Life is complex. Too complex, many think, to be reduced to one or even several simple explanations. Yet scientists, philosophers, and poets keep trying. (Scientists work with theories. Philosophers work with treatises. Poets work with metaphors.)
Recently, in 1975, the mathematician Benoit Mandelbrot coined the word fractal to describe a natural phenomenon that had been observed by scientists for some time. It denoted a structure whose parts resemble the structure as a whole.
Think of a tree. Visualize it as a whole and then in parts. See the trunk, a straight line. See the branches that grow out of the trunk. Each one begins as a straight line and then branches out. Each branch is thinner than the one from which it grew. The individual parts of the tree are not identical, but they are similar.
Other fractal phenomena are snowflakes, mountain ranges, clouds, coastlines, and a few vegetables (e.g., cauliflower and broccoli).
With so many examples in nature, one might wonder whether the entire universe might have a fractal pattern. And, indeed, it does. Scientists proved it after observing the structure of the solar system – globes orbiting around and gradually moving away from a central globe.
Turning their attention inward, they discovered the structure of the atom, with a nucleus (central globe) surrounded by electrons (tiny revolving globes of energy). And when they looked inside the nucleus, they found a similar structure.
Looking outward, they learned that our solar system is not the center of the universe. It is only one of billions of similarly structured solar systems, all gradually moving away from a central globe.
It’s likely that fractal theory will unlock many of nature’s secrets as scientists continue to develop it. There may, however, be a limitation to understanding the universe that way. Because fractal theory applies to complex geometric shapes, it is in itself complex.
But there is another way of understanding the universe that is much older yet just as helpful. It is the idea of two: that the universe has, at base, a binary structure – a pattern of two things or two parts/sides of one thing.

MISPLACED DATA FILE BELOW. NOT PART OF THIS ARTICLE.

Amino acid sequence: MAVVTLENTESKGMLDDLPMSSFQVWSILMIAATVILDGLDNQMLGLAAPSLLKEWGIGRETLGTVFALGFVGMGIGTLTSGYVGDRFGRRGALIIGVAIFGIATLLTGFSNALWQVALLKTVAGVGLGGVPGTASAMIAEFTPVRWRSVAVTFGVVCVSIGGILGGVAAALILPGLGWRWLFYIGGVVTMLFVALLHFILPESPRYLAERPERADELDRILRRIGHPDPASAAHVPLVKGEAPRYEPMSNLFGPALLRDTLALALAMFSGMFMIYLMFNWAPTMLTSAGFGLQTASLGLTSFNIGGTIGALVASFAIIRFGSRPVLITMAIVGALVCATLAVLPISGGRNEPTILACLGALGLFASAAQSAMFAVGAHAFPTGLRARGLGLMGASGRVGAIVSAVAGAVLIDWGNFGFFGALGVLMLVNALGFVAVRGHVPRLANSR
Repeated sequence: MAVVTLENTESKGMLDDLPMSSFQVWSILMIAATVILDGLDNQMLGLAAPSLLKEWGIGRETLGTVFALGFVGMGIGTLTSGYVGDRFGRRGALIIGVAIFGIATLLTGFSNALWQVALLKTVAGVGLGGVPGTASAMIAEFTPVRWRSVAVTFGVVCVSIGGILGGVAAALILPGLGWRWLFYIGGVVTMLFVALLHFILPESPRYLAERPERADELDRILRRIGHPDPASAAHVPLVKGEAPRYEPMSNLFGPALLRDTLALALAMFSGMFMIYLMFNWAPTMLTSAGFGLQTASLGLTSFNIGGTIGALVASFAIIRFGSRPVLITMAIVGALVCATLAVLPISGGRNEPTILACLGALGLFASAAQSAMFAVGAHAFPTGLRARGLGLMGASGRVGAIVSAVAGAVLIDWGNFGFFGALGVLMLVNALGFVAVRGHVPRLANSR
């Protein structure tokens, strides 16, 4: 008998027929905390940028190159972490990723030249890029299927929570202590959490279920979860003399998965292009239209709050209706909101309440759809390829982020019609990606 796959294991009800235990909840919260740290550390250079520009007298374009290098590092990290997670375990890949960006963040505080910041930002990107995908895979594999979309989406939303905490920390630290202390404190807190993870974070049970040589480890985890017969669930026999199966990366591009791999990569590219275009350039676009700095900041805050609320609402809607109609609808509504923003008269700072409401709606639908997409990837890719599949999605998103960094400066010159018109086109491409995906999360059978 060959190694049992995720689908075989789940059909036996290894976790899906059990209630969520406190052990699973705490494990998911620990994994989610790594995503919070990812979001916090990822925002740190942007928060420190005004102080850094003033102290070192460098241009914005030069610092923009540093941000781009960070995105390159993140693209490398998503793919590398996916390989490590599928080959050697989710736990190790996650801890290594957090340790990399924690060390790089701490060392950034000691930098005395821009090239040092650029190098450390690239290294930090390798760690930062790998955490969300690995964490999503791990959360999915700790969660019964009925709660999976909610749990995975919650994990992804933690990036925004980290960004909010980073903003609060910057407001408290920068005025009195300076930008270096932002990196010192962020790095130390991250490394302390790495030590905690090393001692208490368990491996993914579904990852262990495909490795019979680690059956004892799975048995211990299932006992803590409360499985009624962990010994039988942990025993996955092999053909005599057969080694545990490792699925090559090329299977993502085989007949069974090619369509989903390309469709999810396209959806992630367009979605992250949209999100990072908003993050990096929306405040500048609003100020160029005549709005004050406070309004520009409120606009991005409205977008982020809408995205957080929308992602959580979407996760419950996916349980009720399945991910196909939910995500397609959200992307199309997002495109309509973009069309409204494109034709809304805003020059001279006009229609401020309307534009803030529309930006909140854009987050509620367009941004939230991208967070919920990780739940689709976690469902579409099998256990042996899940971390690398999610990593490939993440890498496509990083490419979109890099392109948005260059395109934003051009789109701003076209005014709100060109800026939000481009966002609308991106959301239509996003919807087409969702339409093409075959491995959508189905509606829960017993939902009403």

Binary theory has the advantage of simplicity. It can be explained by Euclidean geometry. And it can be understood by almost anyone.
That may be why it has appeared repeatedly and prominently throughout history in the way scientists, philosophers, and poets have perceived the universe.
Binary structure is multitudinous. It exists in nature. It exists in the manufactured universe of human production. And it exists in conceptual realms, such as subatomic theory and mathematics.
The application of binary theory created the computer. And the computer has become, in its adolescence, an appendage and equivalent structure to our very brains.
Consider the history of human memory.
The very early expansion of human community – with our ancestors living in ever-larger groups – is said to have expanded the Neolithic memory. By tapping into our more sophisticated memories, it made it possible for us to learn more subtle and complex lessons. We could, for example, remember patterns in time and space and the behavior of plants and animals and other humans. With the ability to remember such patterns, we could make better decisions that supported our survival and evolution.
Much later, when we learned to write and read, our brains were further expanded. That gave us the ability to remember more of what we read. Then, about three thousand years ago, we invented books and then libraries. This allowed us to “outsource” some of our knowledge. And that may have made it possible for our brains to evolve in a direction we haven’t yet understood.
The advent of the computer and the Internet greatly diminished the value of the traditional library. But it opened up new possibilities for human communication.
Your son asks you, “What is clarified juice?” To answer that question twenty years ago, you would have had to spend hours in a library. Today, you can find the answer in a matter of seconds by doing a Google search. In ten years, the answer could come to you in nanoseconds because an advanced application of the Google search process had been implanted in your body as an organic microchip.
Moore’s Law tells us that the ability of computers to process information doubles every eighteen months. And, thanks to computer technology, we can expect mankind to propel not only scientific achievement but possibly our very consciousness to levels we can only imagine now.
Computer memory is binary. Computer logic is binary. Memory and logic comprise a good part of the process of human reasoning. That seems significant.
Computers are programmed with binary code – a system that uses ones and zeros.
And what are ones and zeros?
They are yeses and nos. Positives and negatives. Or – just as likely – expansions and contractions.